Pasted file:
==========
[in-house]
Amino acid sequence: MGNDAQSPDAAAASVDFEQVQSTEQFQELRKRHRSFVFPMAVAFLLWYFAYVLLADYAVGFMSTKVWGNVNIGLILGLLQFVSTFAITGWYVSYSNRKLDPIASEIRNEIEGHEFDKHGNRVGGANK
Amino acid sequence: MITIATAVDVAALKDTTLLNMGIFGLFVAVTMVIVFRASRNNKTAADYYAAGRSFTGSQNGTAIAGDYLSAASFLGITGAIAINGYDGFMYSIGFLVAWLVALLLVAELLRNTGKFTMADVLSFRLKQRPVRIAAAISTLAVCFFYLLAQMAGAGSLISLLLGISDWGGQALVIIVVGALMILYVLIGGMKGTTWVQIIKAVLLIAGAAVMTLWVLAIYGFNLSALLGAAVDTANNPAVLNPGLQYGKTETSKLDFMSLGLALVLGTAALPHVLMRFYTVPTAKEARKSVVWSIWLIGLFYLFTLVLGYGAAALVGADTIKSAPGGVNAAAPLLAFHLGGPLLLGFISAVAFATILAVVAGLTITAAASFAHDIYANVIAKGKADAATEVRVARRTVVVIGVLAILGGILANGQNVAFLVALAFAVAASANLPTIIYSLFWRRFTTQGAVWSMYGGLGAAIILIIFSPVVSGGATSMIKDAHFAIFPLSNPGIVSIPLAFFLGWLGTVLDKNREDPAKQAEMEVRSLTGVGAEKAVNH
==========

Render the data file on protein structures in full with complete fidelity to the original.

[in-house]
Amino acid sequence: MGNDAQSPDAAAASVDFEQVQSTEQFQELRKRHRSFVFPMAVAFLLWYFAYVLLADYAVGFMSTKVWGNVNIGLILGLLQFVSTFAITGWYVSYSNRKLDPIASEIRNEIEGHEFDKHGNRVGGANK
Amino acid sequence: MITIATAVDVAALKDTTLLNMGIFGLFVAVTMVIVFRASRNNKTAADYYAAGRSFTGSQNGTAIAGDYLSAASFLGITGAIAINGYDGFMYSIGFLVAWLVALLLVAELLRNTGKFTMADVLSFRLKQRPVRIAAAISTLAVCFFYLLAQMAGAGSLISLLLGISDWGGQALVIIVVGALMILYVLIGGMKGTTWVQIIKAVLLIAGAAVMTLWVLAIYGFNLSALLGAAVDTANNPAVLNPGLQYGKTETSKLDFMSLGLALVLGTAALPHVLMRFYTVPTAKEARKSVVWSIWLIGLFYLFTLVLGYGAAALVGADTIKSAPGGVNAAAPLLAFHLGGPLLLGFISAVAFATILAVVAGLTITAAASFAHDIYANVIAKGKADAATEVRVARRTVVVIGVLAILGGILANGQNVAFLVALAFAVAASANLPTIIYSLFWRRFTTQGAVWSMYGGLGAAIILIIFSPVVSGGATSMIKDAHFAIFPLSNPGIVSIPLAFFLGWLGTVLDKNREDPAKQAEMEVRSLTGVGAEKAVNH